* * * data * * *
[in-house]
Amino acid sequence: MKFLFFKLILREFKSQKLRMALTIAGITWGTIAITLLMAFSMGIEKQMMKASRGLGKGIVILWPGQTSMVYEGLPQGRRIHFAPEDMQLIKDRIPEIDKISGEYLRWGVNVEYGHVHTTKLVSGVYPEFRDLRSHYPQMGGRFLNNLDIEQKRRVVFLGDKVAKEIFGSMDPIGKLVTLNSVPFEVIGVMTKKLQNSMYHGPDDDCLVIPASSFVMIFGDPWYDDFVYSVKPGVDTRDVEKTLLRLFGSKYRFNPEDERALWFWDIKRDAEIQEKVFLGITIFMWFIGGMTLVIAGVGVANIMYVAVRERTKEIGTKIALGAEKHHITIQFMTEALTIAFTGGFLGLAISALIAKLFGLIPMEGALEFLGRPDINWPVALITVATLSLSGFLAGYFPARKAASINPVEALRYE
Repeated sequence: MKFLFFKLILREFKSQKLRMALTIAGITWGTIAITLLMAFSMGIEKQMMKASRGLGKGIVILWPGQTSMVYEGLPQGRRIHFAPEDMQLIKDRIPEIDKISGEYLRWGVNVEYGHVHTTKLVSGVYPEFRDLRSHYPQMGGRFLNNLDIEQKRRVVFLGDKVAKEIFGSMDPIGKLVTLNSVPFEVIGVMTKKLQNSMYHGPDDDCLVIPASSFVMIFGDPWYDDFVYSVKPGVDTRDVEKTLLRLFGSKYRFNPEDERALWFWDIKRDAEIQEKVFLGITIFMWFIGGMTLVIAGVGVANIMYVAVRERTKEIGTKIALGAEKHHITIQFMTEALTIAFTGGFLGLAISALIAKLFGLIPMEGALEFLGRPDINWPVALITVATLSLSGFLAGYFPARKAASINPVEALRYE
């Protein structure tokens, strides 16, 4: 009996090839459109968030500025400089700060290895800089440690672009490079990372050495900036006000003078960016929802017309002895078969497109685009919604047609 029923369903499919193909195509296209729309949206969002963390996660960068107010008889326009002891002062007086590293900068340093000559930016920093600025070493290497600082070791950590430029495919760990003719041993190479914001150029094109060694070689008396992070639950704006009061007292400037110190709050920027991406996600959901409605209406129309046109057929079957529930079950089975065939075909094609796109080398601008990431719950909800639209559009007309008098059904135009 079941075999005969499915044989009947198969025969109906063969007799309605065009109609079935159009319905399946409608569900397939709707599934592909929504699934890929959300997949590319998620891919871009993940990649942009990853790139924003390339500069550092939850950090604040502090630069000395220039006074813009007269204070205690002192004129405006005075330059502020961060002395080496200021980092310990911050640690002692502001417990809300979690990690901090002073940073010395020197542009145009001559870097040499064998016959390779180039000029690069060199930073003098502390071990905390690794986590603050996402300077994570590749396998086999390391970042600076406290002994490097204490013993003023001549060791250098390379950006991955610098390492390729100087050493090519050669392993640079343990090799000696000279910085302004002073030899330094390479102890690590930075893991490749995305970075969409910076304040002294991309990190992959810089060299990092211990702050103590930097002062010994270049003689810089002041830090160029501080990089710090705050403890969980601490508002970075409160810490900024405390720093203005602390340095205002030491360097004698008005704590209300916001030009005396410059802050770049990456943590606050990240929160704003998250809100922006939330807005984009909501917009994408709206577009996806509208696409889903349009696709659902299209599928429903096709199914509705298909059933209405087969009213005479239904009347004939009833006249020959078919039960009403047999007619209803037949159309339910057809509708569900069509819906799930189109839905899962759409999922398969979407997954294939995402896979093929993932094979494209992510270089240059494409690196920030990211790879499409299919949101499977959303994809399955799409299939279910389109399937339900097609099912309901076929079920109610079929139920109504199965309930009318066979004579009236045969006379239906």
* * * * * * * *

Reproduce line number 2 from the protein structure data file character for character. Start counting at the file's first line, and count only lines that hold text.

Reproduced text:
Amino acid sequence: MKFLFFKLILREFKSQKLRMALTIAGITWGTIAITLLMAFSMGIEKQMMKASRGLGKGIVILWPGQTSMVYEGLPQGRRIHFAPEDMQLIKDRIPEIDKISGEYLRWGVNVEYGHVHTTKLVSGVYPEFRDLRSHYPQMGGRFLNNLDIEQKRRVVFLGDKVAKEIFGSMDPIGKLVTLNSVPFEVIGVMTKKLQNSMYHGPDDDCLVIPASSFVMIFGDPWYDDFVYSVKPGVDTRDVEKTLLRLFGSKYRFNPEDERALWFWDIKRDAEIQEKVFLGITIFMWFIGGMTLVIAGVGVANIMYVAVRERTKEIGTKIALGAEKHHITIQFMTEALTIAFTGGFLGLAISALIAKLFGLIPMEGALEFLGRPDINWPVALITVATLSLSGFLAGYFPARKAASINPVEALRYE